A concert of nearly exclusively modern music must be a hard sell or so the paucity of numbers would seem to suggest. I suspect that the only 19th-century composer on last night’s programme might have been a key factor in enticing a significant number of the punters in. If so, then the exciting musicianship that was on offer over the whole of the concert amply rewarded their decision in unexpected areas. From visceral Lutosławski to edgy Ligeti, this concert showcased how absorbing modern art music can be with playing as scintillating as this. The familiar face of Helena Wood, normally leader of the NSO, was in the spotlight last night as soloist while the ever engaging RTÉ Con Tempo Quartet concluded the concert.

Cristian Măcelaru © David Swanson
Cristian Măcelaru
© David Swanson

Lutosławski’s Partita for Violin and Orchestra was written in 1987-88 for the great violinist Anne-Sophie Mutter. Containing five movements in total, the three major movements, according to the composer himself, “follow rhythmically at least the tradition of pre-classical, 18th-century piano music.” The intervening ad libertum sections are short linking passages for violin and piano. Wood attacked the fast sections with such energy and visceral intensity that was as lapel-grabbing as it was impressive while the husky tones of the lower strings added poignancy to the slower moving parts. The Largo middle movement is deeply moving and both Wood and the NSO played it with rapt concentration, Wood deploying a passionate, intense vibrato. The attack of the rhythm in the final movement was as sharp as a Swiss knife and just as menacing. It concluded with some ear-splittingly high notes which Wood dispatched with great panache.

Mussorgsky's ever popular Pictures at an Exhibition, with its vivid and varied musical images, was never going to have to struggle very hard to be top billing in any concert. Here conductor Cristian Măcelaru successfully dug beneath the Frenchified patina of Ravel’s orchestration to explore the Russian sonorities of Mussgorsky’s much rougher-edged piano score. There was a lumbering fulsomeness to the brass in the opening Promenade, while the deformed character of the Gnome rushed hither and tither. At times, however, this precipitous motion detracted from the overall sinister mood. The saxophonist Kevin Hanofin imbued his part in Il vecchio castello with a simple poignancy, creating a gentle frisson of yearning as his note hovered above the angst-filled chord before resolving itself. Both the gossamer touch needed for Les Tuileries and the ponderous oxen plod in Bydło were satisfyingly elicited by Măcelaru. The Ballet of the Unhatched Chicks had all the ludic, balletic elegance of the Kirov, while the shrill trumpet depicted the whine of Schmuyle. It was in Baba Yaga that Măcelaru ratcheted up the tension until my hairs started rising on end before the cathartic Great Gate of Kiev sounded loudly and clearly. As the Orthodox hymns gave way to the final moments of the work, the NSO gave it their all, sweeping all before them in a deafening triumph.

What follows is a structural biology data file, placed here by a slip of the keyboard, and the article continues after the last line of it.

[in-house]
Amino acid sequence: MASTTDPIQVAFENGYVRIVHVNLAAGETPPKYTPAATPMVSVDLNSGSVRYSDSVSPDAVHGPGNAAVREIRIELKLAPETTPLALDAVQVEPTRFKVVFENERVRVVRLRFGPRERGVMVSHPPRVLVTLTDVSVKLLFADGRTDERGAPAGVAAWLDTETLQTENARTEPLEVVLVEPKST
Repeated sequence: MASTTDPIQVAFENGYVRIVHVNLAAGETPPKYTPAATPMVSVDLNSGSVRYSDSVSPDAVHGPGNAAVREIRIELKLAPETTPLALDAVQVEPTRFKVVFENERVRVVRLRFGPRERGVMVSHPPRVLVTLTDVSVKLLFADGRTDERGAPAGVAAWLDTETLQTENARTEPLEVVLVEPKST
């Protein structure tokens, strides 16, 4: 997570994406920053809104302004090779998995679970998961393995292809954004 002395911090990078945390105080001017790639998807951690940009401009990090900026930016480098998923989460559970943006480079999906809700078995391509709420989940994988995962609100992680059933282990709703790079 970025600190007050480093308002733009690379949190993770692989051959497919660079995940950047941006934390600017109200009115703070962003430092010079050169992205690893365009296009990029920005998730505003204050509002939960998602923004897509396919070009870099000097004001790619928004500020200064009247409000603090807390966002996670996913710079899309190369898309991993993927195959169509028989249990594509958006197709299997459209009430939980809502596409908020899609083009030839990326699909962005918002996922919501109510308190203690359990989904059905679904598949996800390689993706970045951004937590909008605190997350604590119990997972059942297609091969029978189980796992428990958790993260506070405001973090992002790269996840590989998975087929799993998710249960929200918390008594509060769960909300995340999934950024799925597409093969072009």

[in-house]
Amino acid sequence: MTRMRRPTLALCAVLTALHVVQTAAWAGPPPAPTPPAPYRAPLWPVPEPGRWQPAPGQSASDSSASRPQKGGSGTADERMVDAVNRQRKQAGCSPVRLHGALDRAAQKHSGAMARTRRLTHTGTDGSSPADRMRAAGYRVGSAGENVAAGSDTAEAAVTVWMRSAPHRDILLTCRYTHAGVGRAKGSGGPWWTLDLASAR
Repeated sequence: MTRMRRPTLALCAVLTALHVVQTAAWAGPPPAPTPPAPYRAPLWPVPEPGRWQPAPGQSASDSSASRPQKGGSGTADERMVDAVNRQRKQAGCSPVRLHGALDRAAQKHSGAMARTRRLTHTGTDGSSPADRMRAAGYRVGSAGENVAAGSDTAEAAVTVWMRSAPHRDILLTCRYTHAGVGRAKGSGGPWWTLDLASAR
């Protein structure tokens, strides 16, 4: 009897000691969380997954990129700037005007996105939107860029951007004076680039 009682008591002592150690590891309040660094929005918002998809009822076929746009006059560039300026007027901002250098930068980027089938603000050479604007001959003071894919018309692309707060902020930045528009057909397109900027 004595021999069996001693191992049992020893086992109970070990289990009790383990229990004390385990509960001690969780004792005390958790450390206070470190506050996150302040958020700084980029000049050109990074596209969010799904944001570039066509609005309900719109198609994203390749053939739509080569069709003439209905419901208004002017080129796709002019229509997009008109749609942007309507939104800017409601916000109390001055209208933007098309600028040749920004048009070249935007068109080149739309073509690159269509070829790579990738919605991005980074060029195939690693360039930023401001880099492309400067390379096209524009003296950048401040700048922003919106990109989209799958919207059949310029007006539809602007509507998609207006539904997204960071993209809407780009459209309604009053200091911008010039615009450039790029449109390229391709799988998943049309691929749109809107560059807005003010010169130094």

Kodály’s Dances of Galánta, which opened the concert was at times mercurial and at other times fiery and featuring some intoxicatingly beautiful clarinet solos. Contemporary Irish composer, Seóirse Bodley’s A Small white cloud drifts over Ireland contained a myriad of different sound worlds that borrowed largely from traditional Irish music in a thoroughly modern context.

In what effectively amounts to a graveyard slot, the courageous Con Tempo string quartet took to the stage after the main concert had concluded. Listening to anything after the magnificence of Pictures at an Exhibition is similar to offering a sandwich to someone who has just finished a tasting menu: and Ligeti’s Métamorphoses nocturnes, String Quartet no. 1 are far from being easily digestible. Yet, kudos to the double husband and wife team for giving a highly engaging account of the most complex work of the night. This quartet by Ligeti like many other composers of his time did not meet the “socialist realism” art decreed by the politburo. Delving into the cross rhythms and rising chromaticism, the Con Tempo quartet dispatched the fiendish technical difficulties with ease. The fluid exchange of ideas and the passing on of notes showcased how extraordinarily well this quartet communicates. Buzzing bees and vicious plucking made their appearance towards the end of work, accompanied all the while with simultaneous vigorous head nodding.